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Effect of carvedilol on survival in severe chronic heart failure
Objectives—To determine the effect of the β blocker carvedilol on the survival and hospitalisation of patients with severe heart failure.
Method—A double blinded, randomised controlled trial comparing carvedilol and placebo. A total of 2289 patients with symptoms of heart failure (New York Health Association class IV) were treated for a mean of 10.4 months (1156 with carvedilol versus 1133 with placebo). Standard therapy for heart failure was also continued during this period.
Results—The trial was terminated early because of the significant benefits seen in the carvedilol group during interim analysis. A total of 190 patients died in the placebo group and 130 in the carvedilol group, resulting in a 35% decrease in risk of death with carvedilol (95% CI 19%, 48%, p = 0.00013). Altogether 507 patients died or were hospitalised in the placebo group and 425 in the carvedilol group, resulting in a 24% reduction in the combined end point with carvedilol (95% CI 13%, 33%, p < 0.001). These results were valid regardless of sex, age, cause of heart failure, ejection fractions and recent frequent hospitalisations.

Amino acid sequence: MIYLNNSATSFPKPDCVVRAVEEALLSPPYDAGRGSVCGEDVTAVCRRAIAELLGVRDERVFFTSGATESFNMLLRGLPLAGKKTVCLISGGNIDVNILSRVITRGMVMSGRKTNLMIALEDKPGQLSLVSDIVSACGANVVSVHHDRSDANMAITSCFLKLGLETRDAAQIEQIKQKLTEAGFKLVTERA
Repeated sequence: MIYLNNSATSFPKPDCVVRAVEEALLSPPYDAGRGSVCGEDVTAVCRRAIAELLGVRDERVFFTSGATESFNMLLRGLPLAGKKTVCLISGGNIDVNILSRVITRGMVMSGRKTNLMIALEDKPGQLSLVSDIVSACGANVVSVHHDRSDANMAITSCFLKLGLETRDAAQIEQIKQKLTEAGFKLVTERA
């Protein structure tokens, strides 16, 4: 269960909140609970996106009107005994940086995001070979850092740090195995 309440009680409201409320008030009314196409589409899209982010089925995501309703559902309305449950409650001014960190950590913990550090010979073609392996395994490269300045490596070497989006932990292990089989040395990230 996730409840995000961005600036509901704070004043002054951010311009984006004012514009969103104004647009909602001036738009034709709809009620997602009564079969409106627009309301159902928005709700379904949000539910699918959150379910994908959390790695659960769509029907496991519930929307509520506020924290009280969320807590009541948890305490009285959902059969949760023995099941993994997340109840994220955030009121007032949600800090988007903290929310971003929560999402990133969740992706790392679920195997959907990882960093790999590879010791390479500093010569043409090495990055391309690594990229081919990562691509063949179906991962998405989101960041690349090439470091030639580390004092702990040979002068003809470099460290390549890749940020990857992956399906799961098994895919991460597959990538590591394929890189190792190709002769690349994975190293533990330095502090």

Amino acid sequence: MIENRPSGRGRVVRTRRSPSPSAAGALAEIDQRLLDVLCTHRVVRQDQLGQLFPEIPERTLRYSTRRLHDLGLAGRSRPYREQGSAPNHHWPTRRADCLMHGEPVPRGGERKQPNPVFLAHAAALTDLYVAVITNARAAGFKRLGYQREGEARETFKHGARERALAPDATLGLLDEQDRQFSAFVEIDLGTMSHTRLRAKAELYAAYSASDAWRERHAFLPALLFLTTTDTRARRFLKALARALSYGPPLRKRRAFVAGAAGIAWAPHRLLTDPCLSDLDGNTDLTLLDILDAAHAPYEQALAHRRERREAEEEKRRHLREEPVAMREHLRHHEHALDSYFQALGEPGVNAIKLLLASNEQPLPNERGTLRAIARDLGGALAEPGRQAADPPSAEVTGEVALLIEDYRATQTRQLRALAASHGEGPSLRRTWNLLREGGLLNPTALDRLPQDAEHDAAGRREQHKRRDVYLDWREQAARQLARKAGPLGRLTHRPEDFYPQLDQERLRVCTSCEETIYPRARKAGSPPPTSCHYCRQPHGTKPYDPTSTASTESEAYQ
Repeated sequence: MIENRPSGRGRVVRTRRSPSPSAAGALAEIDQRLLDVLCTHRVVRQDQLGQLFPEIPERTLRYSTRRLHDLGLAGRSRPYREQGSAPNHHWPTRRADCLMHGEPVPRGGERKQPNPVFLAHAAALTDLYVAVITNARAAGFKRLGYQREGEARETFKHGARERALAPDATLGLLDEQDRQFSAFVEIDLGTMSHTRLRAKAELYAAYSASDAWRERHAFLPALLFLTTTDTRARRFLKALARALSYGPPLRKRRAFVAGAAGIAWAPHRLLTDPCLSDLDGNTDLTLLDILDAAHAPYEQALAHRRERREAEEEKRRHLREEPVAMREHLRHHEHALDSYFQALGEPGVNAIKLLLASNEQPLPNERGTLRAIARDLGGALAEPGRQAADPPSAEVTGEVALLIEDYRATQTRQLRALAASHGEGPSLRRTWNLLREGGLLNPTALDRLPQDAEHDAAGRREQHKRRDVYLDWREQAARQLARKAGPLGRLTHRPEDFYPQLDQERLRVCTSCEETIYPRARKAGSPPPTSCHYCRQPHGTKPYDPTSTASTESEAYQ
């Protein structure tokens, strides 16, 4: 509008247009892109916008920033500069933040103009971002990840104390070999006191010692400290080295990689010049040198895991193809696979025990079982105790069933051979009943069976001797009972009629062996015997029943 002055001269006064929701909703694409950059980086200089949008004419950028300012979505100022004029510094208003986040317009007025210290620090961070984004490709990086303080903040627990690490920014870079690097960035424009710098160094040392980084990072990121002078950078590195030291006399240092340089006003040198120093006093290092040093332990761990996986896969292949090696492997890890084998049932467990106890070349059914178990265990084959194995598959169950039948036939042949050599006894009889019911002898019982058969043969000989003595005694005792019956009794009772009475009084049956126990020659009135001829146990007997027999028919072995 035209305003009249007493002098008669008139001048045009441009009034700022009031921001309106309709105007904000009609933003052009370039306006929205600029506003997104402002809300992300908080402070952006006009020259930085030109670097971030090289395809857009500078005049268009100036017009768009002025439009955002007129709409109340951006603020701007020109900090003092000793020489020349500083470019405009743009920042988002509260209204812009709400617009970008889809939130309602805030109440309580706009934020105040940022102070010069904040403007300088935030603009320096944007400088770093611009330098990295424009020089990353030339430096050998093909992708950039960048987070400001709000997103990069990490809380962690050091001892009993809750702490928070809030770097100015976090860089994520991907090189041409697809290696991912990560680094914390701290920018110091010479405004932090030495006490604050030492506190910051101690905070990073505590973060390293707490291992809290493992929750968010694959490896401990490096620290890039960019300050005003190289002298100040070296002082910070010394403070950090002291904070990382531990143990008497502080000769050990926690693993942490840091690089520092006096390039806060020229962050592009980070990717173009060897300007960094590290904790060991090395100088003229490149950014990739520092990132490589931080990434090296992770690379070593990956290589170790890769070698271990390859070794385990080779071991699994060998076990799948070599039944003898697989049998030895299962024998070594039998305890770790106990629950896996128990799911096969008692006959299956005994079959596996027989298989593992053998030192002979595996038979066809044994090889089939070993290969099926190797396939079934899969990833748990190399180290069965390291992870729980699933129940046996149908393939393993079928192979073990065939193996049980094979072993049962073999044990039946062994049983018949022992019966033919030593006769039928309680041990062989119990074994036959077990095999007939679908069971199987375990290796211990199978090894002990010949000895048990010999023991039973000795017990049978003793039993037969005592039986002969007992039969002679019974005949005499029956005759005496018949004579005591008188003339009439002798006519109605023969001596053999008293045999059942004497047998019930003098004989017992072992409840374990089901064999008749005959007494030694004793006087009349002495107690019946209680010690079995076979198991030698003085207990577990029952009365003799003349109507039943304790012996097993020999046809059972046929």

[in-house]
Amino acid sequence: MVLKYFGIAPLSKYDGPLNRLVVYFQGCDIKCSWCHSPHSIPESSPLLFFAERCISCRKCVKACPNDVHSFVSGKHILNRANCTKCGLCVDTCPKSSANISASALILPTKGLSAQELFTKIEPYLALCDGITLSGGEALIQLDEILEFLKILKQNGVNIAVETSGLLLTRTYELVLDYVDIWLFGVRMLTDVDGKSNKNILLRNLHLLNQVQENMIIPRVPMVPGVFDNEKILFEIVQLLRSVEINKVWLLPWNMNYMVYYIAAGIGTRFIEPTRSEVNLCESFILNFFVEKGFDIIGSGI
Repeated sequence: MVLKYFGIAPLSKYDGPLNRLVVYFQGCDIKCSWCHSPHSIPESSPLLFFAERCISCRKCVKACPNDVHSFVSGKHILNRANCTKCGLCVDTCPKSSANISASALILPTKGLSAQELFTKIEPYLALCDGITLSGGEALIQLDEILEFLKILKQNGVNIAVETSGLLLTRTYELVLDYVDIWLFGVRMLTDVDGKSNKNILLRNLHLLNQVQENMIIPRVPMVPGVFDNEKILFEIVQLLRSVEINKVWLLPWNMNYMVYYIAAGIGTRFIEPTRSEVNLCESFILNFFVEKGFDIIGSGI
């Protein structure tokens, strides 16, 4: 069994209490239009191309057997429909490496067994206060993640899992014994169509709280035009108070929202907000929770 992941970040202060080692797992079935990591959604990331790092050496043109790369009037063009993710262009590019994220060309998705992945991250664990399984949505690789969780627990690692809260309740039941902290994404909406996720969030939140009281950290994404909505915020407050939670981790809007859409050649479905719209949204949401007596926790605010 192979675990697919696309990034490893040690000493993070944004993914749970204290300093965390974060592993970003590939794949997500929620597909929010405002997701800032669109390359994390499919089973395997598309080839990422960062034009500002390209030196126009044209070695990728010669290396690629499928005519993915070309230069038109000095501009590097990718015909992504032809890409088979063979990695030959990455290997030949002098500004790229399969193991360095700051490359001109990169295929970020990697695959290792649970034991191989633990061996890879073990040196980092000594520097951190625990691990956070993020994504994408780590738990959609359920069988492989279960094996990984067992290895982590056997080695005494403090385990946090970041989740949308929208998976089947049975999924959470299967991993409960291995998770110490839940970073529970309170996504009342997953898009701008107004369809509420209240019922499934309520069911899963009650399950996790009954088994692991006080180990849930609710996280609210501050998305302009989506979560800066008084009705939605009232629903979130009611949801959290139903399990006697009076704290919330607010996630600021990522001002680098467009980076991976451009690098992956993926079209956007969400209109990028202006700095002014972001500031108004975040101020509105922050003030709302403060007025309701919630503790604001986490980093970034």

Conclusions—There are long term benefits in patients with severe chronic heart failure treated with carvedilol.
Critique—Many emergency physicians were trained during an era when β blockers were contraindicated in heart failure. This is yet another study showing favourable effects of β blockers in heart failure. Appraisal of this paper in terms of internal validity reveals insufficient details about the randomisation process. The paper is double blinded but bias may have inevitably occurred as patients in the carvedilol group will have had slower pulse rates. Calculations were performed with intention to treat analysis, which took into account the drop outs from the study. There is a power calculation but the trial ended early, which suggests either poor estimations …